And Nandy says the government "are behaving as if they have no agency and no power".

    "It should be sobering for the government that not one single speech today has been uncritical of their approach," she says.

    Nandy adds "we should be inspired" by the people, including armed forces and aid workers who returned to evacuate people in recent days - "and most of all the ambassador, who has embodied what courage looked like, who have stayed and remained to help those who are trying to exit."

    "They stand for something important," she says. "They stand for a country that feels a deep sense of responsibility to our fellow human beings and believes that when we make promises we should keep them."

  12. Labour's Nandy: An unparalleled moment of shame for this government

    Lisa Nandy

    Labour's shadow foreign secretary Lisa Nandy says today's debate has included "some of the most harrowing" moments she has seen in Parliament.

    We recognise the decision by the US to withdraw its military presence "created an impossible situation for the UK", she says - and Nato's intention was always to withdraw.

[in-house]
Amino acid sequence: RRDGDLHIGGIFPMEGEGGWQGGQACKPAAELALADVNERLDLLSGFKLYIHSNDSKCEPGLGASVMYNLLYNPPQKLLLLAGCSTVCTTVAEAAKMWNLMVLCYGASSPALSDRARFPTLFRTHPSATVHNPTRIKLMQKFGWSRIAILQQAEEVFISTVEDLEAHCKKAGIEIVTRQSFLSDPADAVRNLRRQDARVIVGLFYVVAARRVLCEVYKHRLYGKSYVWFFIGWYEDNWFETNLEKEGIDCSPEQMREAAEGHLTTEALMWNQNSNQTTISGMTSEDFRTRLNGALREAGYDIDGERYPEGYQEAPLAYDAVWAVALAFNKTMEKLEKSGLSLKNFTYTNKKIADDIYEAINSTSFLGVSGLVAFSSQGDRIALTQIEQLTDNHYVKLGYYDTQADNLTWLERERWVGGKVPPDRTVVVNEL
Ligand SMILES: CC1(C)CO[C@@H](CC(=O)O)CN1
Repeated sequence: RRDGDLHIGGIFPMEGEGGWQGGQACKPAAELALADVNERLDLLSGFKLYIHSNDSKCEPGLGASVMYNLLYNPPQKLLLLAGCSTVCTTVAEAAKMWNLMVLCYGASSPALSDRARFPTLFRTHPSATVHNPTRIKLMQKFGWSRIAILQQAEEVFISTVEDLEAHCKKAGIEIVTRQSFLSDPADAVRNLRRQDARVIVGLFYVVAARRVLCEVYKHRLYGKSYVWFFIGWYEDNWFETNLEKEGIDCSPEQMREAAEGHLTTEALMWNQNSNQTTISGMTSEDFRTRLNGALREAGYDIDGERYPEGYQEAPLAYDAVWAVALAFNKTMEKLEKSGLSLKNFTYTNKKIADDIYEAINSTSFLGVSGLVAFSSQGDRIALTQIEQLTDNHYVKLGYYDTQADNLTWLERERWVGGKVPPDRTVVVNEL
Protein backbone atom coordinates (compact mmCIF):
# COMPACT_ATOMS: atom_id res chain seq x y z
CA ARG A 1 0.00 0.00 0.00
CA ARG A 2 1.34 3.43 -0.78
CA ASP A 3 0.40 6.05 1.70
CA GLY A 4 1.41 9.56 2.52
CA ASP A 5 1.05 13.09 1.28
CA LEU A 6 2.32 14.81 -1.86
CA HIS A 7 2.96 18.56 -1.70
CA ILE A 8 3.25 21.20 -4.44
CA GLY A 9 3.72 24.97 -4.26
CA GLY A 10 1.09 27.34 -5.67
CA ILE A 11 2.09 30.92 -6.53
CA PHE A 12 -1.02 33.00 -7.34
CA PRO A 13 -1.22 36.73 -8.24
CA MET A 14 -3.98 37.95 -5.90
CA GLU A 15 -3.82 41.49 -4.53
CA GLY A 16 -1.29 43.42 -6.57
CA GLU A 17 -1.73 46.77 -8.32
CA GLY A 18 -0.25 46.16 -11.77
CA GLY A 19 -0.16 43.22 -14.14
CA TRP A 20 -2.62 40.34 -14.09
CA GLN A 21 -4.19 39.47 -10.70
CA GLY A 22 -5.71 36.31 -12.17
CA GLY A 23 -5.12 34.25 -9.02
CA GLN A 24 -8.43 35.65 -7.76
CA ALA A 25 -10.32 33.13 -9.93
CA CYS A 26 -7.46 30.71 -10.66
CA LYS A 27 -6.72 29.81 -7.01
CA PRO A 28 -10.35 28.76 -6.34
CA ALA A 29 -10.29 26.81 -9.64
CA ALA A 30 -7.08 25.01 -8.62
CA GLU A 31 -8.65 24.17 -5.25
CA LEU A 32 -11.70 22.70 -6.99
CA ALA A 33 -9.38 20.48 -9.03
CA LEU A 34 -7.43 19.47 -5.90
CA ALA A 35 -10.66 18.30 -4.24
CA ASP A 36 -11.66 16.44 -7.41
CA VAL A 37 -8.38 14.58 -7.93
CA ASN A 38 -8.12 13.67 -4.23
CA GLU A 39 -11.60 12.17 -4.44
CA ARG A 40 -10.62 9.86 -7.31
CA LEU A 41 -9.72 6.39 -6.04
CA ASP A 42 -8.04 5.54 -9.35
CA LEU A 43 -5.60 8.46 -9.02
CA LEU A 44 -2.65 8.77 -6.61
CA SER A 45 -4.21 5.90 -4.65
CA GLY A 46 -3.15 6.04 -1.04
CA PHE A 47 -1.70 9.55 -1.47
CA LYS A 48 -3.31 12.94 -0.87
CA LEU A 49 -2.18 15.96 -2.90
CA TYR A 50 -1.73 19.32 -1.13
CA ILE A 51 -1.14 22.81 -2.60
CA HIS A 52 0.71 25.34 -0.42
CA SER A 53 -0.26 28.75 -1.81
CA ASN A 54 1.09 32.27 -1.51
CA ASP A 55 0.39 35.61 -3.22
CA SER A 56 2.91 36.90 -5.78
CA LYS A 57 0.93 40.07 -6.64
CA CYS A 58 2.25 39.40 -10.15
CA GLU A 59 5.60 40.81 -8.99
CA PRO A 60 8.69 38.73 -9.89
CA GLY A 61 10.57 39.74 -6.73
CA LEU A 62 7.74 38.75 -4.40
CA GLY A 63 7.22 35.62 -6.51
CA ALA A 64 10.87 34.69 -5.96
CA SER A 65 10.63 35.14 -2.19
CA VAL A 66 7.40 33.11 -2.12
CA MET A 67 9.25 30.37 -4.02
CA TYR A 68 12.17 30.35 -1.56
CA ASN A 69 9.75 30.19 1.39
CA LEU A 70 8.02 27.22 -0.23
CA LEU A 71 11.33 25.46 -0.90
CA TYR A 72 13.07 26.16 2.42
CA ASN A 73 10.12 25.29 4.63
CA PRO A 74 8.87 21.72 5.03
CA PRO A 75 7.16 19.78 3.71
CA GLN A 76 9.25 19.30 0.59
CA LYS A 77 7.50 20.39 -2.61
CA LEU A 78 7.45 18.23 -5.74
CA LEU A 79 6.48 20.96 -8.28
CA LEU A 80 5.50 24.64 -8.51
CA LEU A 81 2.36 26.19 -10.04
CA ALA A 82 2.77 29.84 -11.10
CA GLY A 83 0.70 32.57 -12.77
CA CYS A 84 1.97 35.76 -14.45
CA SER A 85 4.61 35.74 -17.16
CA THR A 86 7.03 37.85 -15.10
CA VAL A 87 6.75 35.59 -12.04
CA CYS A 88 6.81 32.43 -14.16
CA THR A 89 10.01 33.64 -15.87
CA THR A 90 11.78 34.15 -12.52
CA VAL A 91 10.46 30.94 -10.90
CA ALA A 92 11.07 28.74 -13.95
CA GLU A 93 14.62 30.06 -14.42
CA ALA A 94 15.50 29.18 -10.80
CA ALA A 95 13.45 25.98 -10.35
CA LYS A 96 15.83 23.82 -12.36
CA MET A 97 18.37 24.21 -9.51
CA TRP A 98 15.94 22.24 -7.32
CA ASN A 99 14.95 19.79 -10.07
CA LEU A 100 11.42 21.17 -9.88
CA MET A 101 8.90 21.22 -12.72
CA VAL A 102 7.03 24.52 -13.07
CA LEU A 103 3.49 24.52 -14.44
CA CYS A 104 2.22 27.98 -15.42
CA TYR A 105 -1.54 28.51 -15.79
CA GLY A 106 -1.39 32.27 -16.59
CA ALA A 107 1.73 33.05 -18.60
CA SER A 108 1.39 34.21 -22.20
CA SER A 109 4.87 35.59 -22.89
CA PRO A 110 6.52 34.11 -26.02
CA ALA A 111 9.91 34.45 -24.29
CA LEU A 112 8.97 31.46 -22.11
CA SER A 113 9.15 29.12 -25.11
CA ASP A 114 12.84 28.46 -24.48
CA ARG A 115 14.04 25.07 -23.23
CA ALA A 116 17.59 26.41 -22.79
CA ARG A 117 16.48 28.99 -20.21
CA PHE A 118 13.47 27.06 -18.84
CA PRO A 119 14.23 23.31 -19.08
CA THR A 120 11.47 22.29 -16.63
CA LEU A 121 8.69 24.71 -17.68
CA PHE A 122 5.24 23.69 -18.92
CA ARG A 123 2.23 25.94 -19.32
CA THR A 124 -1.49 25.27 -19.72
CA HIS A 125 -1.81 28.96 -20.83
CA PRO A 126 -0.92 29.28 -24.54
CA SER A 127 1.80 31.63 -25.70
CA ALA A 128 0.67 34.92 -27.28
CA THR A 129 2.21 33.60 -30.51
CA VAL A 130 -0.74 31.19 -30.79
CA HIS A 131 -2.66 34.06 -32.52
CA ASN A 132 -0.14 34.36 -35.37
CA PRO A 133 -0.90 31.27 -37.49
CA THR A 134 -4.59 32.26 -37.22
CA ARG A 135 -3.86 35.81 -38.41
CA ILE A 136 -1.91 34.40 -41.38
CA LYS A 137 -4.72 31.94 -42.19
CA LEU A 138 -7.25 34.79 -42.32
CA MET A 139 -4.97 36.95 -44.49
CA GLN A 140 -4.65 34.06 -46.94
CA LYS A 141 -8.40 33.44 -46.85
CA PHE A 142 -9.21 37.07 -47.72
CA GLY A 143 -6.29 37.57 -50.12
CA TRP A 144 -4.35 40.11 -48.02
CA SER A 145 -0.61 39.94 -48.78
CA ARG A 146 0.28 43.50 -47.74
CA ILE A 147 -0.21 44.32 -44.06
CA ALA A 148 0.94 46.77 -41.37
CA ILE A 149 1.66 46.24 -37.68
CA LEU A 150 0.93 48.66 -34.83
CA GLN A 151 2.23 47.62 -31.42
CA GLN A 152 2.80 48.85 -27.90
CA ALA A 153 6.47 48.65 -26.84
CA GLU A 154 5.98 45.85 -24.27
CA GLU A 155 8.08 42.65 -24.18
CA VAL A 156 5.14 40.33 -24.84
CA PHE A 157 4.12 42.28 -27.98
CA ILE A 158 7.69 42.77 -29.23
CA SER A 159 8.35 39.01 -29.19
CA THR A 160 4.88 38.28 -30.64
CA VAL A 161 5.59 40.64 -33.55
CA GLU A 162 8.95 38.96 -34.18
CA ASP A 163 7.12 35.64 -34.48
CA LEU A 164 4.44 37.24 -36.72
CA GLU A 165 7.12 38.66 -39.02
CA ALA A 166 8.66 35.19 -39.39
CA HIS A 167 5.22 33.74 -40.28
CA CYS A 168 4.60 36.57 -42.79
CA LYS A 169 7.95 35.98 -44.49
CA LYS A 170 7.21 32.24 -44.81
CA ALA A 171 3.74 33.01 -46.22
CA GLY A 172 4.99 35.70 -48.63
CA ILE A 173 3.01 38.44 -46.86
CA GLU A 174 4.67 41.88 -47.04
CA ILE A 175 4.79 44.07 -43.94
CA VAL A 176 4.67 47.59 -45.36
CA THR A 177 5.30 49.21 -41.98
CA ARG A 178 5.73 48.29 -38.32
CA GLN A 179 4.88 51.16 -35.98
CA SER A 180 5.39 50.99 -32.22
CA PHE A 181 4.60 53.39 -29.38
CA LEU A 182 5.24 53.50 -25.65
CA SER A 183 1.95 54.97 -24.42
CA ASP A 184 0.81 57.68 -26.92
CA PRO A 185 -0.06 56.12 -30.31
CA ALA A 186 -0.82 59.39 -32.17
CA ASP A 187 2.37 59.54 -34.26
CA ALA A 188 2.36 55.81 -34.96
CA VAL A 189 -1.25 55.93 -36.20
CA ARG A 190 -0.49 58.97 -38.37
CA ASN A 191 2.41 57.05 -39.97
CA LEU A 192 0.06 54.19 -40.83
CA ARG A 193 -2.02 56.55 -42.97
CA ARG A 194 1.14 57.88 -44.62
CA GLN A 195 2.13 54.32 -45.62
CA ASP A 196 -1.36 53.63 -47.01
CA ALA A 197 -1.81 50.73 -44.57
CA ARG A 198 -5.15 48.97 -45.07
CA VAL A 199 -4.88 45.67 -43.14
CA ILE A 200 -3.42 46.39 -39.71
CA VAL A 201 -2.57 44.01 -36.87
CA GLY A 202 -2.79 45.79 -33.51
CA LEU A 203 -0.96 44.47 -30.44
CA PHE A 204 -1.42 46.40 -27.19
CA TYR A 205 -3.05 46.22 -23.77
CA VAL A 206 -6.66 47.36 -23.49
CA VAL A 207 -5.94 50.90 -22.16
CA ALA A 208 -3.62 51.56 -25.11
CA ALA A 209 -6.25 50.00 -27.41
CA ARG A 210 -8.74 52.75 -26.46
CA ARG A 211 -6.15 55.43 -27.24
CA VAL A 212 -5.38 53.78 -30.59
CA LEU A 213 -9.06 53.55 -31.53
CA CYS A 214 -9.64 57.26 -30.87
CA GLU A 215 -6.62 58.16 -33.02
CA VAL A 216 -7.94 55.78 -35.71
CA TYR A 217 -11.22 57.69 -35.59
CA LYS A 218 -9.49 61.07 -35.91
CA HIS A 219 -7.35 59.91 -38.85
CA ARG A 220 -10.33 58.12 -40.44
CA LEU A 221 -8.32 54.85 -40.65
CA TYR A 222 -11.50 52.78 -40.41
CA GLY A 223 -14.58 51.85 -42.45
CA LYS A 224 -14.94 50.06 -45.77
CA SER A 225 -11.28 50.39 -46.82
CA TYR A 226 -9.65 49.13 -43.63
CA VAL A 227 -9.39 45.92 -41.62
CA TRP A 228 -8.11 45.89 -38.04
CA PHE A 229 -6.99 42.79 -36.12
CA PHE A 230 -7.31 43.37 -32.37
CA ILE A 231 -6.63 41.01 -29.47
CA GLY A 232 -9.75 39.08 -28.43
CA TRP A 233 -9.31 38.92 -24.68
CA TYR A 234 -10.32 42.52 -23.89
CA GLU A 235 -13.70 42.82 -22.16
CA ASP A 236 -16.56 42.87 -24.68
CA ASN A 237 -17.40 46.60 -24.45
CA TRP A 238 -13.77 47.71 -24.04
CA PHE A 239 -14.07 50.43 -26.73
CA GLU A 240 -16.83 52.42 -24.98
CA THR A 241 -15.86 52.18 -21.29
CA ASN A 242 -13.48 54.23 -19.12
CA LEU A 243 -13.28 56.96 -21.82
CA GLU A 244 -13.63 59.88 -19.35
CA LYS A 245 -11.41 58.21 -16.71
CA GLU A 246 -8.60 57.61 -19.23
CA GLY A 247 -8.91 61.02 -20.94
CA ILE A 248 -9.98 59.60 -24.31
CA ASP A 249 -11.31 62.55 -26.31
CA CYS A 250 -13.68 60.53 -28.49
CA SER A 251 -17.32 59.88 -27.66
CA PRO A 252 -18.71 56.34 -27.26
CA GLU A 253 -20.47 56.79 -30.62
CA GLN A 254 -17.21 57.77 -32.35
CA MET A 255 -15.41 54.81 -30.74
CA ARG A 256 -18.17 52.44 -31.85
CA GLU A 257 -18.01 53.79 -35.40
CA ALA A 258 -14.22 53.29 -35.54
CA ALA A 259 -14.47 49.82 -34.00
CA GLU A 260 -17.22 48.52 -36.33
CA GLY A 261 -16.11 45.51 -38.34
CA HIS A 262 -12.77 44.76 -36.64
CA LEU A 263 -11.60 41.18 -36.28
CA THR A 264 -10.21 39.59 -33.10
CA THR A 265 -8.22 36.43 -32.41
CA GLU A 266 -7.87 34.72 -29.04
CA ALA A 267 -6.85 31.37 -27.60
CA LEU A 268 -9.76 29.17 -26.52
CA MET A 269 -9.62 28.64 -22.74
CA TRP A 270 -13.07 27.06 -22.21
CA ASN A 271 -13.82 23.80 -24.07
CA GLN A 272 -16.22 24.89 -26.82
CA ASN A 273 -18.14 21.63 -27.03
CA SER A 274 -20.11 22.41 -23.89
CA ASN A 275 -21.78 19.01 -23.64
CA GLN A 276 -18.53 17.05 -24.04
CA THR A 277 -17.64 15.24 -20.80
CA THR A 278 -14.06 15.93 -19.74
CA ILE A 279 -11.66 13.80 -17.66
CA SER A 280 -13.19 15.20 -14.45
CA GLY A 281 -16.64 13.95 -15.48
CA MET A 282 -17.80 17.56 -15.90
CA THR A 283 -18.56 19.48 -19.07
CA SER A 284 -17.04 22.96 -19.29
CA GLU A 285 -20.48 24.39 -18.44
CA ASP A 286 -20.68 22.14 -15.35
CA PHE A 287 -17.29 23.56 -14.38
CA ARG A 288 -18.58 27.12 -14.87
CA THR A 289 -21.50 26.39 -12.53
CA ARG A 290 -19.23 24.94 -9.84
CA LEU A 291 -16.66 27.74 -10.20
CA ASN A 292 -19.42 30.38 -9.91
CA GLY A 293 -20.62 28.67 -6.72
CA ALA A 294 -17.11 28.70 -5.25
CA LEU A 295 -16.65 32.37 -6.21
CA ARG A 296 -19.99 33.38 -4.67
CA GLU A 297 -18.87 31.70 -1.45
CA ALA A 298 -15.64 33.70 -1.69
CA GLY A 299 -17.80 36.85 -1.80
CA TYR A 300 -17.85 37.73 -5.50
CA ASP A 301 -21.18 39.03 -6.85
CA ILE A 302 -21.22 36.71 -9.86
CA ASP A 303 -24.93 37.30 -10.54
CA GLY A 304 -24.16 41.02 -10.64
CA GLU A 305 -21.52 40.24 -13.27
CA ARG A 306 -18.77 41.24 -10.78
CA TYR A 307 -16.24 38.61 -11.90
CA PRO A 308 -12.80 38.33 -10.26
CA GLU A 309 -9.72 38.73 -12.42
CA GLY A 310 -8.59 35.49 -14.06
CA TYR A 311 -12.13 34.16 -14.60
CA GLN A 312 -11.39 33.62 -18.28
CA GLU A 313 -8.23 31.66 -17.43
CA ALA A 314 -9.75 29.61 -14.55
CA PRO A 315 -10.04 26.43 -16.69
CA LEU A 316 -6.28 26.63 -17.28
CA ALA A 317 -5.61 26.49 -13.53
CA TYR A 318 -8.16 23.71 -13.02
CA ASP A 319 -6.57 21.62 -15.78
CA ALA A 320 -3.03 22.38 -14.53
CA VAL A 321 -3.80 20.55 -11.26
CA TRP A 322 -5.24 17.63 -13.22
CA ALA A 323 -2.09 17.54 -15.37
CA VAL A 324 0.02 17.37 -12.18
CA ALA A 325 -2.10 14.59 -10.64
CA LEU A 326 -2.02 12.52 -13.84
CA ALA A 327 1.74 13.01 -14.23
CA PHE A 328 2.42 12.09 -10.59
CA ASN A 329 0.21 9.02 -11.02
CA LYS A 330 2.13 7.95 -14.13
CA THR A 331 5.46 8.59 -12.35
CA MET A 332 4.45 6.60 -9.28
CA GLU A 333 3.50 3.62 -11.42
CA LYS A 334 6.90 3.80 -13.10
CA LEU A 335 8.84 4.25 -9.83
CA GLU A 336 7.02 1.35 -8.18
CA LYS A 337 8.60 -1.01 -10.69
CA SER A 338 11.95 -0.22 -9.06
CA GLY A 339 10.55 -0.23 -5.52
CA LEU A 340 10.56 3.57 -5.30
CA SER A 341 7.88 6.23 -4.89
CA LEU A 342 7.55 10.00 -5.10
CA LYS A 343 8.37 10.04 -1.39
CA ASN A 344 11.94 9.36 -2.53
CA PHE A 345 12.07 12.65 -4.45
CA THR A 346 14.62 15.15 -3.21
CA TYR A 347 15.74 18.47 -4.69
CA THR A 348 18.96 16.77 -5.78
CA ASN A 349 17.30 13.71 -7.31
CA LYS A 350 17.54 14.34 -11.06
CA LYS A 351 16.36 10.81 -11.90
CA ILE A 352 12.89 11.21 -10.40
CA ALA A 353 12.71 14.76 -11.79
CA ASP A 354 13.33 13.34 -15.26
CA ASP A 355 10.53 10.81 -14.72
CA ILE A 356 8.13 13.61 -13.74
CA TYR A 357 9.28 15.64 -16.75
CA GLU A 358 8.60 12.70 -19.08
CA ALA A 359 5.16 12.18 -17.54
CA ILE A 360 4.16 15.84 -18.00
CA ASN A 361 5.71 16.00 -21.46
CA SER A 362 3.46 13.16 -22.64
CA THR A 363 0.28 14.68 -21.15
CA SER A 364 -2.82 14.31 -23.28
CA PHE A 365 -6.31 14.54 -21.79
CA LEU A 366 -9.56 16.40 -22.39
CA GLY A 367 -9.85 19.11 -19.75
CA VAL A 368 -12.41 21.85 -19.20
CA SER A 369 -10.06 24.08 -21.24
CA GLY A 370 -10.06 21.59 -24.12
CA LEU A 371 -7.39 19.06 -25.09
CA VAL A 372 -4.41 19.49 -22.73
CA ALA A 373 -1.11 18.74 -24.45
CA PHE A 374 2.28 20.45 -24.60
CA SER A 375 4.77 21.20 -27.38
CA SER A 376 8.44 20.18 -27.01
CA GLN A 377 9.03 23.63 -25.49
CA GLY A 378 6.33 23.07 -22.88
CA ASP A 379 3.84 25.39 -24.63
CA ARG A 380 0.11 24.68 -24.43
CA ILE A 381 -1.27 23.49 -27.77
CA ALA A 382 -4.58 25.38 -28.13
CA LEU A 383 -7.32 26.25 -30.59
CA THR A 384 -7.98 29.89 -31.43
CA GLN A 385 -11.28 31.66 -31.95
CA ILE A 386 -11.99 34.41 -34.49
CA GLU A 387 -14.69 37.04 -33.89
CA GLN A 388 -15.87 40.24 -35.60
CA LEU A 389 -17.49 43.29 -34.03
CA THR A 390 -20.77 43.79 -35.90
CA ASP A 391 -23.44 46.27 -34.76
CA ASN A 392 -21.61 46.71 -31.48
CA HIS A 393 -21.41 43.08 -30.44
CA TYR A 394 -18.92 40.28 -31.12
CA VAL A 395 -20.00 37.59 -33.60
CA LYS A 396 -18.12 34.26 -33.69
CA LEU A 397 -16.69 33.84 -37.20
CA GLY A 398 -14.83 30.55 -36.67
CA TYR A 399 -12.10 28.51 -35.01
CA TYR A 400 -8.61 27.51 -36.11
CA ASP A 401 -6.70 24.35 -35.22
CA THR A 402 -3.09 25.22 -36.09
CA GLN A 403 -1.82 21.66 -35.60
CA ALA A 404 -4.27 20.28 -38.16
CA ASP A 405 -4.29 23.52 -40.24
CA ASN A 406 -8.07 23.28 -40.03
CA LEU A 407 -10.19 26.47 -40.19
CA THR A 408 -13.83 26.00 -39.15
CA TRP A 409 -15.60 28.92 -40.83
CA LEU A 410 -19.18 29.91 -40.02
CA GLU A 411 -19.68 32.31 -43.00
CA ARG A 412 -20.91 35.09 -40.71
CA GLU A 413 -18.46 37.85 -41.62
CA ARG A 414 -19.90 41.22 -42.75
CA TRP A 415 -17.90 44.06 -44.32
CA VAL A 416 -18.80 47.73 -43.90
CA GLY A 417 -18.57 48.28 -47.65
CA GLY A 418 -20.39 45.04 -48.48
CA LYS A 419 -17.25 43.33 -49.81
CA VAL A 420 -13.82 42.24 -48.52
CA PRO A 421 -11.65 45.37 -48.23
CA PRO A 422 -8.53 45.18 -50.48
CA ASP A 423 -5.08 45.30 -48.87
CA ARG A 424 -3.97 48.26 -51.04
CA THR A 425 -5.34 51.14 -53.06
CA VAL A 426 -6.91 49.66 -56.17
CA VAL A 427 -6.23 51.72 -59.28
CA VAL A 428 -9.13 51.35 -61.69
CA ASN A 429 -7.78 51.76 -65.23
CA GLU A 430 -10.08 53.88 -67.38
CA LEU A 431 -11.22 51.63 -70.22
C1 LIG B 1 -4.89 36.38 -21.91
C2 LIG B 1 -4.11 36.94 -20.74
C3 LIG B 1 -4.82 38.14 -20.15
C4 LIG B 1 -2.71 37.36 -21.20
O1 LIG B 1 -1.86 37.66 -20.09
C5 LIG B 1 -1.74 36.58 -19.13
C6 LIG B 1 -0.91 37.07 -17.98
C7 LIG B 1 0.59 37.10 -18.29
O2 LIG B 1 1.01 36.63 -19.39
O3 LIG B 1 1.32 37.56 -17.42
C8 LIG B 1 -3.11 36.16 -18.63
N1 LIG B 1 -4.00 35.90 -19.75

But Nato's intention was to do so in a planned and orderly way - but the reality has failed to do that, she says.

    "This is an unparalleled moment of shame for this government," says Nandy.

    Security at the airport is now in the gift of the Taliban, she says - and it appears the government has no agreement beyond the US's deal with the Taliban that runs until the end of this month.

    The tragedy of all of this, she says, is that even the people who the government recognises need to be evacuated - like the Chevening scholars - say they can't get through the roadblocks to the airport in Kabul.

  13. Last backbench MP to speak warns of 'over-reliance' on US

    Anthony Higginbotham is the last of the backbenchers to speak. He says the removal of the Taliban gave people hope, which is why the scenes from Afghanistan have been so "heartbreaking".

    He says the message to veterans should be "we are incredibly proud of what they did and we are proud of what the Afghans did" and that if the Afghans need our help, we will give it to them.